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I am referring to the example code provided by Youtube seen below. The sample code is suppose to ....

The sample HTML page below creates an embedded player that will load a video, play it for six seconds, and then stop the playback.

<!DOCTYPE html>
    <!-- 1. The <iframe> (and video player) will replace this <div> tag. -->
    <div id="player"></div>

      // 2. This code loads the IFrame Player API code asynchronously.
      var tag = document.createElement('script');
      tag.src = "//www.youtube.com/iframe_api";
      var firstScriptTag = document.getElementsByTagName('script')[0];
      firstScriptTag.parentNode.insertBefore(tag, firstScriptTag);

      // 3. This function creates an <iframe> (and YouTube player)
      //    after the API code downloads.
      var player;
      function onYouTubeIframeAPIReady() {
        player = new YT.Player('player', {
          height: '390',
          width: '640',
          videoId: 'u1zgFlCw8Aw',
          events: {
            'onReady': onPlayerReady,
            'onStateChange': onPlayerStateChange

      // 4. The API will call this function when the video player is ready.
      function onPlayerReady(event) {

      // 5. The API calls this function when the player's state changes.
      //    The function indicates that when playing a video (state=1),
      //    the player should play for six seconds and then stop.
      var done = false;
      function onPlayerStateChange(event) {
        if (event.data == YT.PlayerState.PLAYING && !done) {
          setTimeout(stopVideo, 6000);
          done = true;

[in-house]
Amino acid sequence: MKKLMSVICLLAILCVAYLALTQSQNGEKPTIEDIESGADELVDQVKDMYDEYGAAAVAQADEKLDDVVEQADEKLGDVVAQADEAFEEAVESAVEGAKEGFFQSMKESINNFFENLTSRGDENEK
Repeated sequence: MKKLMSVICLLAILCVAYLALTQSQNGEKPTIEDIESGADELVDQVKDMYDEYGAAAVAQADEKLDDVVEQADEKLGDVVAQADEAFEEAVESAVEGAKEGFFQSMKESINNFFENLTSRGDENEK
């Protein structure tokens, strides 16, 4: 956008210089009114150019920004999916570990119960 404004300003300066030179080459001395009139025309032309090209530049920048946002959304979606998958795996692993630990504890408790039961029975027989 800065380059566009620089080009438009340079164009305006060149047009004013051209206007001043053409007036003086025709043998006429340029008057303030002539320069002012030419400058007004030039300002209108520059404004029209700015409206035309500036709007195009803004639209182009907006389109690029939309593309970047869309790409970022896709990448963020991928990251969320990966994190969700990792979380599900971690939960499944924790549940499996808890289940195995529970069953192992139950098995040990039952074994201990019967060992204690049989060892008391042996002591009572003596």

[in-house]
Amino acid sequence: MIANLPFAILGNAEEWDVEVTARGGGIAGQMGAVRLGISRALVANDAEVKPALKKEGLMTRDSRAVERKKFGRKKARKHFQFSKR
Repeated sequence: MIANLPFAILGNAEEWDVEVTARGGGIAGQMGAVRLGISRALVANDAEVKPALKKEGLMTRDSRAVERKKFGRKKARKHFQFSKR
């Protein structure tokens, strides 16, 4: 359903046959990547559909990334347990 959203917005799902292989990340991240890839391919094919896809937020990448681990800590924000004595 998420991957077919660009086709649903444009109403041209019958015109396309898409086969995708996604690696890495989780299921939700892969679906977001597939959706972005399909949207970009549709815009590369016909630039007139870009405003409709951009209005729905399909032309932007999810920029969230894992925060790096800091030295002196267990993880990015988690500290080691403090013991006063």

function stopVideo() {

Here's jsFiddle link for the code above.

Can you tell why this isn't working?

share|improve this question
Change onload at the left side to nowrap (head). This is caused by the the fact that onYouTubePlayerReady must be global. Fix 1: window.onYouTubeIframeAPIReady = ... (fiddle). Alternative fix 2: no wrap (head) (fiddle) – Rob W Sep 26 '12 at 17:37
Thanks Rob. That worked on jsFiddle. How do I do this on regular browser now, say on Chrome? – Jason Kim Sep 26 '12 at 17:42
possible duplicate of Moving inline Youtube API javascript code to a seprate file – Rob W Sep 26 '12 at 17:42
View the source of the generated page of JSFiddle: You'll see that JSFiddle wraps all supplied code in other tags. Copy-paste the documentation's example and save it in a .html file, and it will work flawlessly (provided that the file is hosted, because postMessage does not work well on the file: protocol (postMessage is used to transfer API requests). – Rob W Sep 26 '12 at 17:44
I am trying to run the file locally. So I am using file: protocol. I guess that's the problem. – Jason Kim Sep 26 '12 at 17:58

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